From the forest, we veered off the main path and took a detour to Acaime, also known as hummingbird point. This was at the top of a pretty steep hill, but was worth the extra walk and the 4,000 COP entrance fee (which included a drink) because it’s the best place to see the huge numbers of hummingbirds which live in the Valle de Cocora. There are at least six species which make a home there, and we caught a glimpse of all of them at Acaime, a lovely, rustic coffee shop – where we dried the delicious, super-sweet hot drink Aguardiente – thanks to the feeding stations they have hanging around the building. The birds hovered and darted, making the most incredible, unexpected vibrating noise with their wings and moving much faster than I could move my camera, seeming to move almost in stop motion; sometimes one would move so quickly from one point to another that I couldn’t be sure it was the same bird I was looking at. I was so close, I could see their tongues dart in and out of their long, pointed beaks as they slurped up their drink. It was incredible!
After Acaime, the walk became more difficult as we headed out of the valley and upwards, climbing an increasingly steep path as it zig-zagged along the side of a mountain. My legs, stronger now than they were at the start of our trip but still unfit, protested at every step, and we took frequent stops to catch our breath as we moved out of the forest and up into the damp air of clouds. Reaching the top, where we discovered a beautiful farmhouse that seemed to be wrapped in colourful flowers, I felt so relieved (and so proud) that I could have sunk to my knees – but I didn’t want to miss the view! Now that we were out of the forest, and at 2860m above sea level, we found ourselves at eye level with thick, white clouds as they moved between the mountains around us, blocking the view of the thickly forested, emerald green slopes opposite.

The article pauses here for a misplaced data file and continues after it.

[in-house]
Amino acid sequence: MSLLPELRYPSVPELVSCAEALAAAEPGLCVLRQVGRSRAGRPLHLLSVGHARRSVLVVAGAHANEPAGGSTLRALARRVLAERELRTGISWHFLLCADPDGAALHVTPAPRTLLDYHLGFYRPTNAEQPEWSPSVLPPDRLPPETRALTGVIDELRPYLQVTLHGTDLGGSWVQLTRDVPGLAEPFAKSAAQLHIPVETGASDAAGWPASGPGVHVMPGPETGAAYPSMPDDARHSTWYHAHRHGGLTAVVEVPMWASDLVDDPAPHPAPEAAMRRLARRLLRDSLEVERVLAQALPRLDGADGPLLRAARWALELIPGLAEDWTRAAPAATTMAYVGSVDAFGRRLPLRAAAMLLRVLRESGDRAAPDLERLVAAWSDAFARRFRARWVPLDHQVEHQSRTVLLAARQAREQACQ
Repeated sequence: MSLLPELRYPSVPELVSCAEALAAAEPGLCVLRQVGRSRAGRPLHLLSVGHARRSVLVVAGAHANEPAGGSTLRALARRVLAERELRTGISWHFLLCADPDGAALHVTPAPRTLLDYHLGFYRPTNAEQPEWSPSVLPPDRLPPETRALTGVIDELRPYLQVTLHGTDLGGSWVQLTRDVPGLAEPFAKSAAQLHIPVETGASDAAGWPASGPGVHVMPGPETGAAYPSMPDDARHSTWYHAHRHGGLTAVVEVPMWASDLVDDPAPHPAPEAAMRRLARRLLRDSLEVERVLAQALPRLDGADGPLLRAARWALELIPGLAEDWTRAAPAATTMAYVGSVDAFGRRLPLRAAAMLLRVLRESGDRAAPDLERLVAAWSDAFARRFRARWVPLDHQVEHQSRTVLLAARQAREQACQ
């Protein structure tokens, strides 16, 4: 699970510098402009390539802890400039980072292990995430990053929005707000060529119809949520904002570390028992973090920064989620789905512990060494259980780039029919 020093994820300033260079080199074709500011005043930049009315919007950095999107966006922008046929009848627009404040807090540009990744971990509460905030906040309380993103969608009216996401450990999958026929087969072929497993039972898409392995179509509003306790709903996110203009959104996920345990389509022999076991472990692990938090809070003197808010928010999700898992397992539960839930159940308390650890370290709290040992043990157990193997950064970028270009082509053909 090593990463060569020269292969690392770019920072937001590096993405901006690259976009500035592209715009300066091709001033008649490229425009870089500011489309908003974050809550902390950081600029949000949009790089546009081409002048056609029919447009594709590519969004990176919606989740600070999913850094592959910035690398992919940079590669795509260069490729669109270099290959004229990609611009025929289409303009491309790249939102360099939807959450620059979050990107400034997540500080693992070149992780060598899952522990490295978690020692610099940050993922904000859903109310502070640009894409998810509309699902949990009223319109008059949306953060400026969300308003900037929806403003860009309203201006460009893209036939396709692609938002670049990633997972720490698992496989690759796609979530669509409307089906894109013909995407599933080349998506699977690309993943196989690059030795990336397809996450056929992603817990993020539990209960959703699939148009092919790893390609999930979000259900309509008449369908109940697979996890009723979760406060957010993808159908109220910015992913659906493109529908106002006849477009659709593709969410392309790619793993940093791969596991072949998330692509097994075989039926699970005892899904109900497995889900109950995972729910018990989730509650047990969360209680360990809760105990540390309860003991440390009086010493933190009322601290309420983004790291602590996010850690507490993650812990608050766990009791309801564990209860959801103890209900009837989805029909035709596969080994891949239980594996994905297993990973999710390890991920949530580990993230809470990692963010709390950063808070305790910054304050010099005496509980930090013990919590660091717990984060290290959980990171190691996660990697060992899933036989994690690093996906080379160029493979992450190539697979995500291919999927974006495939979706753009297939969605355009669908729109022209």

The last section of the walk was all downhill, following a wide path with a sharp cliff on one side and a wide, sloping valley on the other. We were walking with a group, now; Sandra the maths teacher, British couple Henry and Zara, and a French woman who barely spoke and whose name I never caught. The fields we passed were vividly green and home to moody cows alongside towering palm trees, which is a strange contrast; as Henry said, it was like someone had transported the British countryside to the Caribbean. For the last hour or so of the walk, we were caught in heavy rain – the tropical kind with fat, battering drops that soak everything but still feel warm – and surrounded by clouds which by now had descended so low into the valley that they skirted the ground in places, but although it was uncomfortable the surreal and beautiful landscape was well worth it.
Finally, wet through and exhausted, we made it back to the entrance of the park and hopped into jeeps back to Salento, where we whiled away a very enjoyable evening with our new friends, a lot of drinks, and many variations of Salento’s best dish – fresh trout.